LOS ANGELES (AP) -- Eric Stults almost didn't get a chance to go the distance against the Chicago White Sox after throwing 100 pitches through eight innings. Los Angeles Dodgers catcher Russell Martin lobbied manager Joe Torre to let the left-hander give it a shot, and he rewarded their faith in him.
Stults needed 16 more pitches to polish off the AL Central leaders for a 5-0 victory Wednesday night. The 28-year-old earned his first complete game in nine major league starts and capped a three-run fourth inning with a sacrifice fly.
"When I was walking into the dugout after the eighth, I looked at the scoreboard and the pitch count," Stults said. "Joe shook my hand and said, `Good job,' and I went and sat down. And Russell was like, `You want to keep going?' I said yeah. So he went up to Joe, asked him if I could keep going. Joe looked at me and I was nodding my head yeah, so he said, `We'll take it one hitter at a time.' "
"I was getting tired," Stults admitted. "I mean, the adrenaline's still going, but I did feel like I started losing command of my pitches. So you could tell that fatigue was starting to set in. When you're in that situation, you try to do everything you can to get outs. So I went at them with fastballs and I was fortunate to get three fly ball outs."
Stults (2-0) scattered four hits, struck out three and walked one. He was recalled from Triple-A Las Vegas on June 17 when Brad Penny went on the disabled list with a sore shoulder, then beat Cincinnati 7-4 last Thursday in his season debut after taking a shutout into the seventh.
"It's very unfortunate that injuries are what caused this to happen, but I'm just trying to take advantage of whatever number of starts I get up here," Stults said. "I had a great year in Triple-A this year and I just wanted to carry that momentum over. That's just been my goal, to show them that I can pitch here."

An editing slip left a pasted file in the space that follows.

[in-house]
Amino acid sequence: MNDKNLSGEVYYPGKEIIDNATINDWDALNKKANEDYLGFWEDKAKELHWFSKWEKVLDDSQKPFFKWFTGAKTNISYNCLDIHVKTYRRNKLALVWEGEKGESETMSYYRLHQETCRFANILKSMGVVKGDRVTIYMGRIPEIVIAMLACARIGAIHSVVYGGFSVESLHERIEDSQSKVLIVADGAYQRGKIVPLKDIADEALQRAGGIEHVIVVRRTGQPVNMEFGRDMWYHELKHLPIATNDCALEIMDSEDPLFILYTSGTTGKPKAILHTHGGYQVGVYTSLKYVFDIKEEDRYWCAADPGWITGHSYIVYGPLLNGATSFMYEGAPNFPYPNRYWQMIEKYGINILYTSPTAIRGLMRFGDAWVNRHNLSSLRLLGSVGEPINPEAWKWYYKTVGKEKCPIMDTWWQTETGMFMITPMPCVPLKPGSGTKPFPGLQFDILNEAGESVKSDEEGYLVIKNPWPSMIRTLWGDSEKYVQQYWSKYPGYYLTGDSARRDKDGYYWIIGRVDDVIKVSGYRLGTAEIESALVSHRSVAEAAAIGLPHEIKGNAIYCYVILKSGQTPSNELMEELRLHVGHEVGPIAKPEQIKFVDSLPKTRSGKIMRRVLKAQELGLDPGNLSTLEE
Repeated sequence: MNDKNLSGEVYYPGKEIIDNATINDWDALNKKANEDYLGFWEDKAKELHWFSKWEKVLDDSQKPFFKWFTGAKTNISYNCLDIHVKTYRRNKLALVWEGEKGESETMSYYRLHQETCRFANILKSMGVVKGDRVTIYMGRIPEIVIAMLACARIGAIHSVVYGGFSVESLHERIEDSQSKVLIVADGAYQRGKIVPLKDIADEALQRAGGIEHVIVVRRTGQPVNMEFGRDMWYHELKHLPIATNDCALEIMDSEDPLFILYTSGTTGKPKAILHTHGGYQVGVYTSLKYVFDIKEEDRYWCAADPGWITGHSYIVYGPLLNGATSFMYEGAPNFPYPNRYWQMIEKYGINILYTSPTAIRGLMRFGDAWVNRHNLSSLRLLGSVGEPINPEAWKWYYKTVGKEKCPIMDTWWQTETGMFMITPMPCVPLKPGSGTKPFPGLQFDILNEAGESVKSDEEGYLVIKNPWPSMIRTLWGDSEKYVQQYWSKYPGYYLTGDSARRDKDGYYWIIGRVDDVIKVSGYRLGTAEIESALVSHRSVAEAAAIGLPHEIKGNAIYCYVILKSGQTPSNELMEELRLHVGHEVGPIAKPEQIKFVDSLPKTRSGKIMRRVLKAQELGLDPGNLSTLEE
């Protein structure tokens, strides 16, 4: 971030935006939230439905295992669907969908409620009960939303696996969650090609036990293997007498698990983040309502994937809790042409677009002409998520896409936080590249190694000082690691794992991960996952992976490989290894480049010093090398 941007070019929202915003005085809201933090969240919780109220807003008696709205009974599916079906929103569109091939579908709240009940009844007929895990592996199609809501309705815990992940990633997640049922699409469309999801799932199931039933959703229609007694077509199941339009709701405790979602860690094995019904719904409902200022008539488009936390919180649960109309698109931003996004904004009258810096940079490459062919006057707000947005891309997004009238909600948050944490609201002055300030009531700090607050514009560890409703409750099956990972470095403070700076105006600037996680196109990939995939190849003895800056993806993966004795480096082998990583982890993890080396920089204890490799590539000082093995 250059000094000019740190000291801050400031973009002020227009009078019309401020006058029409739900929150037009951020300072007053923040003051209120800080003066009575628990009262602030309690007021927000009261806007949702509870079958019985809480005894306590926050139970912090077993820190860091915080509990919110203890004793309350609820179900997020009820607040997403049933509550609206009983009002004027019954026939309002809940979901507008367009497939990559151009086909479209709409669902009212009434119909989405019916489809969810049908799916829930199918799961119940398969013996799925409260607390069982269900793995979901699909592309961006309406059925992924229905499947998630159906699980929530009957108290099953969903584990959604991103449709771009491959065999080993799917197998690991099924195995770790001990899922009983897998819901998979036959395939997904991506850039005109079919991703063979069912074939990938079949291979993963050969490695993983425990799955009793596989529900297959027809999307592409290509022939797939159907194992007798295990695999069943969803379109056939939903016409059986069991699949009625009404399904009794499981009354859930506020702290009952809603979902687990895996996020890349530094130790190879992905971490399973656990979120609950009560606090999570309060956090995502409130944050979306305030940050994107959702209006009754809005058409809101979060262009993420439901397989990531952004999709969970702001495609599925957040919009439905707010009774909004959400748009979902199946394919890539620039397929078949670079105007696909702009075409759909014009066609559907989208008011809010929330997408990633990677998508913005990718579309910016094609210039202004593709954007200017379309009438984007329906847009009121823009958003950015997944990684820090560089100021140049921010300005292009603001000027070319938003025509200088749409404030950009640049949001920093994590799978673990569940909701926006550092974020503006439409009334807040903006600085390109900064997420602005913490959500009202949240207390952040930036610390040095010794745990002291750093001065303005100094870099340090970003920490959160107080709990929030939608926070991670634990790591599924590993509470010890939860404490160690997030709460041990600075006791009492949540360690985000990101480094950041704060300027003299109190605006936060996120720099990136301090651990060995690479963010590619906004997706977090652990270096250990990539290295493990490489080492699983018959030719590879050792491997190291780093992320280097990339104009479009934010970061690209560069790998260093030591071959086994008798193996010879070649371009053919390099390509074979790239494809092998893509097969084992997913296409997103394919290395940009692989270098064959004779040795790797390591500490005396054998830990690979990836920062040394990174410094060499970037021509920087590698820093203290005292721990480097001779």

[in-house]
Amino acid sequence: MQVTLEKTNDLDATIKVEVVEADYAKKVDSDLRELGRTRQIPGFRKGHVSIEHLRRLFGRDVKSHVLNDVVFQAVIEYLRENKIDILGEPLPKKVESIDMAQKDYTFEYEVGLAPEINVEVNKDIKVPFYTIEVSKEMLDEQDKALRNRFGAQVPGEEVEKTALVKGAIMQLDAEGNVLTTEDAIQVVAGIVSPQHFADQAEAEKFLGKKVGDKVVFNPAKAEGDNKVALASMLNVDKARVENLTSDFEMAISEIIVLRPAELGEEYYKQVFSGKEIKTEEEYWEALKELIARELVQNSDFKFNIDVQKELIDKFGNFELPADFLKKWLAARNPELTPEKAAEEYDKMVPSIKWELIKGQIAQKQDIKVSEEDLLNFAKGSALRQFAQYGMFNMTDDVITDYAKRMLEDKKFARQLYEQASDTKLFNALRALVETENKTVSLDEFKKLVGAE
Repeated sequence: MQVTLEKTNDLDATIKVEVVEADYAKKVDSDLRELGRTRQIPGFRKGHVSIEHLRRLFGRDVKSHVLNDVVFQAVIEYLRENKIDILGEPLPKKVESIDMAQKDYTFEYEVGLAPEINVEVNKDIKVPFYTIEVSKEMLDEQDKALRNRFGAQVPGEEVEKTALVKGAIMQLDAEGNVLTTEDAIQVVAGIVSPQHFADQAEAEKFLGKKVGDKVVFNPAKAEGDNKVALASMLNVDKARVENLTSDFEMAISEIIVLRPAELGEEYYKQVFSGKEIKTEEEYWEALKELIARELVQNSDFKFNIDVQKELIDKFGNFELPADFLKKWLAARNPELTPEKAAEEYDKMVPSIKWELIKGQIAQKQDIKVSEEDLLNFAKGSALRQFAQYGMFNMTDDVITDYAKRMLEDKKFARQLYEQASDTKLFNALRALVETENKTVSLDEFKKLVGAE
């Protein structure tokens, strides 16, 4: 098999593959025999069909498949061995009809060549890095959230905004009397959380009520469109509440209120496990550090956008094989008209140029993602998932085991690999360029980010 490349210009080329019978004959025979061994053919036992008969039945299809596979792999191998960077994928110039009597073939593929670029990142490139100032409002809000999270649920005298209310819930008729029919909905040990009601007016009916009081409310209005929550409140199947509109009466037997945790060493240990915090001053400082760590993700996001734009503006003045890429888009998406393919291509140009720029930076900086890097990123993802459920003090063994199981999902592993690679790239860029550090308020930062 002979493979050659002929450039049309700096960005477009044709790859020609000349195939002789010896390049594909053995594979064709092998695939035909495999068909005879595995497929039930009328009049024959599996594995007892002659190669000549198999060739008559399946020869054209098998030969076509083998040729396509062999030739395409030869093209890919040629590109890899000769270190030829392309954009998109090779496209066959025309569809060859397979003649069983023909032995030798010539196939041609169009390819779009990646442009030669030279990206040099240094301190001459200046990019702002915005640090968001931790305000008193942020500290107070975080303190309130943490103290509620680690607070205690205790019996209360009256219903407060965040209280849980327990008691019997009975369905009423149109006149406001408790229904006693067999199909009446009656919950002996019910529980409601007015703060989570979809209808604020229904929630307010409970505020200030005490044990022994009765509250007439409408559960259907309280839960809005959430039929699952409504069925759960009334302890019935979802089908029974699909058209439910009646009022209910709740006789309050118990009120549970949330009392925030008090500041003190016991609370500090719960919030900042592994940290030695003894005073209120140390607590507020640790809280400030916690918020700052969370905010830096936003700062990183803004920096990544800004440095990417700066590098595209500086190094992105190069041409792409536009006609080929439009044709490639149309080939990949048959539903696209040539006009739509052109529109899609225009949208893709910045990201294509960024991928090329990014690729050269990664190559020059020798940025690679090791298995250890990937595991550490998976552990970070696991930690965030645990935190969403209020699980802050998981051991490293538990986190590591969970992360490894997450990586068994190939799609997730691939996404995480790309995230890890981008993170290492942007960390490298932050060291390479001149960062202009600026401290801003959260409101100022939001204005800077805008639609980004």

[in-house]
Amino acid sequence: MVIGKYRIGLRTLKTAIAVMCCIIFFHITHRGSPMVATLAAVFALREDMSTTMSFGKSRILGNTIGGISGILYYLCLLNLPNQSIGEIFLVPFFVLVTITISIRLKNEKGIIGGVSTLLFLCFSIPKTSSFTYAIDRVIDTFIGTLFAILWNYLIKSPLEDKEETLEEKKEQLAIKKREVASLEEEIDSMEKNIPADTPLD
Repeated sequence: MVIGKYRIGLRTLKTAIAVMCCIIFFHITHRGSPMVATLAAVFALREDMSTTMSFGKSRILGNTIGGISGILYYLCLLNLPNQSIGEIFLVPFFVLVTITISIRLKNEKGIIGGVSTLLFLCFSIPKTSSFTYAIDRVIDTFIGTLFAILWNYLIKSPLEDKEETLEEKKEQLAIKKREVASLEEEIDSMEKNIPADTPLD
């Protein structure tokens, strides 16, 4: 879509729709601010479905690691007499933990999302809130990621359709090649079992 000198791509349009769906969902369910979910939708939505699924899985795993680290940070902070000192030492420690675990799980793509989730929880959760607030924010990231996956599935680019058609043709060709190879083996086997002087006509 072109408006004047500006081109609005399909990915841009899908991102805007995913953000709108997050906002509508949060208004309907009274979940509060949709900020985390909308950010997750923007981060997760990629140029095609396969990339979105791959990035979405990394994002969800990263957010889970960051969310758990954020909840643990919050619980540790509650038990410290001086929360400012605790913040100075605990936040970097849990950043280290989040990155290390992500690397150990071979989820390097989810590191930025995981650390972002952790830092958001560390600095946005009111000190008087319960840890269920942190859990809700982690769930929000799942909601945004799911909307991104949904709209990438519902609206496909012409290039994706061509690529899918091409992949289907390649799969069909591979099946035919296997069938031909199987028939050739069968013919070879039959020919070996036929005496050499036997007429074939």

The Dodgers selected Stults in the 15th round of the 2002 draft. He was up briefly with them the previous two seasons, going 2-4 with a 5.75 ERA in five starts and seven relief appearances.
"The newness has kind of worn off, as far as the nerves and stuff like that," Stults said. "I feel like I'm more relaxed out there, and the goal is to just go after guys. Last year I was just trying to miss bats and not staying aggressive. This year, it's trying to get ahead and get contact early in the count."
The Dodgers' only other complete game this season was on June 6, when Hiroki Kuroda beat the Chicago Cubs 3-0 with a four-hitter. Kuroda has been sidelined since June 13 because of tendinitis in his shoulder.
"You don't see too many shutouts in baseball anymore because you've got guys in the bullpen whose jobs are to throw that eighth and ninth inning. So anytime you can throw a shutout, it's something special," Stults said.
White Sox manager Ozzie Guillen blamed his team's hitting woes on their unfamiliarity with Stults. No one on the roster had ever faced him before.
"Whenever we face someone we don't know, we have trouble," Guillen said.
A.J. Pierzynski gave the Dodgers' pitcher a little more credit than that after going 1-for-4.
"That guy pitched pretty good," said Pierzynski, who singled in the first inning and was stranded at third when Stults retired Swisher on a fly ball. "He used all his pitches and kept the ball down. We really only had one chance, and that was in the first inning. Other than that, he really didn't make too many mistakes."
Gavin Floyd (8-4) gave up five runs -- four earned -- and six hits over 5 1/3 innings after going 4-0 in his previous five starts. The right-hander is 0-3 with a 10.50 ERA in three career starts against the Dodgers, including two with Philadelphia in 2006.
Floyd, who gave up six unearned runs in the second inning of last Thursday's 13-8 loss against Pittsburgh after a throwing error by third baseman Pablo Ozuna, allowed another unearned run during the Dodgers' two-run first.
Juan Pierre singled, stole second and continued to third on Pierzynski's throwing error before Andre Ethier drove him in with a single. Jeff Kent reached on a two-base error by Dye, who missed Kent's fly ball at the edge of the right-field warning track as Ethier went to third. Martin singled home the second run.
"Gavin was kind of all over the place," Pierzynski said. "It obviously wasn't his best outing, but he tried to battle through it. He did a good job of controlling the damage in that inning and gave us a chance to get back in the game, but we never did."
Dodger Stadium will host the sixth annual Aflac All-American High School baseball game on Aug. 9. This will be the first time the game will he held in a major league ballpark.